Don’t forget the impact of all this on the permanent staff in your project team. Contractors are generally on high day rates – and now they are getting holiday pay? Managing the morale of your permanent team members when faced with high earning contractors could be tricky, so think about what you can do to address the balance. What else can you offer in terms of reward and recognition to support the permanent team members?
You may also find that permanent team members who have been thinking about contracting decide that this is the push they need to leave employment and set up on their own as a project management contractor.
First, find out if the rules apply to your company. Talk to your Human Resources department. This is the result of EU regulations, but even if you are working in a non-EU country, it could have an implication for your project if you have a European division. Normally, the rules of engagement in the hiring country apply so even if you are working elsewhere, team members based in the EU could be affected.
Arras People, the specialist project management recruitment company and the people behind How to Manage a Camel, have just released their latest Project Management Benchmark Report. This is an annual, ‘state of the industry’ UK project management study, and each year it includes information about salaries and corporate budgets. Here are some of the highlights from this latest report.
Training budgets cut
As well as looking at salary movements, the survey gathered data on salary amounts. The mode salary for project practitioners in the public sector is £30k to £40k: 36% of respondents fit in here. In the private sector the mode salary is the £40k to 350k band.
Part of a remuneration package is benefits: cycle hire scheme, childcare vouchers, season ticket loan, pension and so on. If you get these, consider yourself luck: 52% of employees reported that they receive no benefits.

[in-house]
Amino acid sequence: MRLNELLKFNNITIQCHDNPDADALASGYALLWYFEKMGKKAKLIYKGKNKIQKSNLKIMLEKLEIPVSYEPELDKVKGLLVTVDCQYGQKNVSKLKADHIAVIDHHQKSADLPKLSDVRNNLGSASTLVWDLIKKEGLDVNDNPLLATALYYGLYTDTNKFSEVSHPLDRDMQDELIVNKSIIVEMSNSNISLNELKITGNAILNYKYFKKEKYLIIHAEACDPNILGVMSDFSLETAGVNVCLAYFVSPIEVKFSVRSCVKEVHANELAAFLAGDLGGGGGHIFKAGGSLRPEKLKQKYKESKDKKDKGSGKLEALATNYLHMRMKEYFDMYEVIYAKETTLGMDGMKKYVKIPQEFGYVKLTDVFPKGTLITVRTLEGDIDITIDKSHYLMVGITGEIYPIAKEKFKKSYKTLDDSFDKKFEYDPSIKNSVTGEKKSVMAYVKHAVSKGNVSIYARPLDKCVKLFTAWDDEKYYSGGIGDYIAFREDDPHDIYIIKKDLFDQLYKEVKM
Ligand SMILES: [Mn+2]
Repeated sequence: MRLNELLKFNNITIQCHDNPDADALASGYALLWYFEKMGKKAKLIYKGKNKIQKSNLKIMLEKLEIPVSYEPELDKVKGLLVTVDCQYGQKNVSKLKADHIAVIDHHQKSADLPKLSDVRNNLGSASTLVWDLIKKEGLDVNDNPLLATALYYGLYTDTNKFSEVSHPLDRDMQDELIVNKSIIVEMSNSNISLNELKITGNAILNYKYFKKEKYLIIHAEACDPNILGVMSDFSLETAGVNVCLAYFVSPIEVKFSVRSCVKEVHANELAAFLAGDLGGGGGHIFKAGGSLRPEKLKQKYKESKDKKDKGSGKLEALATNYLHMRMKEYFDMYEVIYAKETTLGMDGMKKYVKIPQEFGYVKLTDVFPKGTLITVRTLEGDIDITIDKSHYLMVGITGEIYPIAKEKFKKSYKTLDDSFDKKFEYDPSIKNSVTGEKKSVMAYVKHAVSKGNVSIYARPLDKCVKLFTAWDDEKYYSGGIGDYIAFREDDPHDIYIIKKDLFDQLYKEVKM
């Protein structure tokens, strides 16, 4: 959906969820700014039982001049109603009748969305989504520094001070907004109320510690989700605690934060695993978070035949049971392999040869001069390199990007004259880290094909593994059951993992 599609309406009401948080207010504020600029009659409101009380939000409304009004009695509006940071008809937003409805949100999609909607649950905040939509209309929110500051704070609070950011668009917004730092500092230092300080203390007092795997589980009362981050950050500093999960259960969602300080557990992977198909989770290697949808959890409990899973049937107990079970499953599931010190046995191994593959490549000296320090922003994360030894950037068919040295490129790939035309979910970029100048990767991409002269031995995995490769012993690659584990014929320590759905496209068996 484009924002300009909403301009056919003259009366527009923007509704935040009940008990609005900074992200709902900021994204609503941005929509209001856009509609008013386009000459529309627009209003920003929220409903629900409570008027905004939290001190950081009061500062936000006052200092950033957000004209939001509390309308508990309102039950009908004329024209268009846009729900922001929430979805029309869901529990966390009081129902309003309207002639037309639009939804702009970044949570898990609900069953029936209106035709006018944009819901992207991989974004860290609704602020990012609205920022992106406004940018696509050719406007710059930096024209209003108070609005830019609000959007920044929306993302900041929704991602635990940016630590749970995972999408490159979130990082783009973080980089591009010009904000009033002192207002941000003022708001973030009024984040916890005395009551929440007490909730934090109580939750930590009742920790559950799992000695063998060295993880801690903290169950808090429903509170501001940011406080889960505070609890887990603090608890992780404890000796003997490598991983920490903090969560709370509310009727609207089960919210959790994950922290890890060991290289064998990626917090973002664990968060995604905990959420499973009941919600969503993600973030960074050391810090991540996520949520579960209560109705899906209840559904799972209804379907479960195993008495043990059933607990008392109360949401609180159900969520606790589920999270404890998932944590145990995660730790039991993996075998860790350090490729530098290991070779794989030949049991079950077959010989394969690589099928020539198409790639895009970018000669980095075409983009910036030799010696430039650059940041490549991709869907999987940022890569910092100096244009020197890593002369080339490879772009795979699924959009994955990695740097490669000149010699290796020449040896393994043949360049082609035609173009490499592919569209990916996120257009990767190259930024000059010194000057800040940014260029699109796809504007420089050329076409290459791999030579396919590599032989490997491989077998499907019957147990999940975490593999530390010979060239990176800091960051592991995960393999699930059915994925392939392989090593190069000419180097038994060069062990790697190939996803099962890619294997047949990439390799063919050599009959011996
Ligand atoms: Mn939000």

The full 36-page Arras People Project Management Benchmark Report 2011 is available on line here.
Pedro Serrador presented yesterday at PMI Global Congress North America on how to become a program manager. There are many career advantages to program management – not least that program managers tend to earn more than project managers. So if you want to move into program management, here are Pedro’s tips.
“A program manager adds more value than just project managers,” said Pedro. He said there are eight principles to being a successful program manager, and shared these from Vincent J. Bilardo, Jr.:
Moving to a program manager role requires you to deliver the goods, he said. There might also be a case for upgrading your education, and learning from others. Pedro also said that prospective program managers should put themselves in a position where they can lead and mentor others, and especially learn to delegate appropriately. “Show that you are a leader, not just one of ten project managers in the group,” he added. Look for the opportunities that arrive and take them. Finally, act the role, he explained. “If you want to become a program manager, act like a program manager. Start to structure things like programs.” If you act like a program manager, your manager will see that you are capable of operating at that level.
“Often it is beneficial to move around,” he said, when he spoke about how to land that new program management job. That could mean moving to a new initiative or to a new company. He explained that outside CEO’s earn an average of 13% more than internal candidates. However, they fail 34% of the time, compared with only 24% of internal candidates, so there is something to be said for sticking with what you know. “Moving is riskier,” Pedro said.
Pedro had some tips for what to do when you get that first program, or you choose to structure your existing work as a program (even if you don’t yet have the title):
Pedro also said that senior managers spend more time planning their own time. “You help the projects managers get on the right track and then go on to something else,” he said. Factor that into your daily schedule and take the time to plan your day (and your schedule in general). It might seem like it takes a long time but it will be effective.
“A big part of your role is to let the stakeholders know the importance of your program and you need to be able to push to have obstacles removed,” he said. His final piece of advice was to have a 30 second status summary in meetings in case the executive you are presenting to gets called away. “Know to stop at yes,” he added.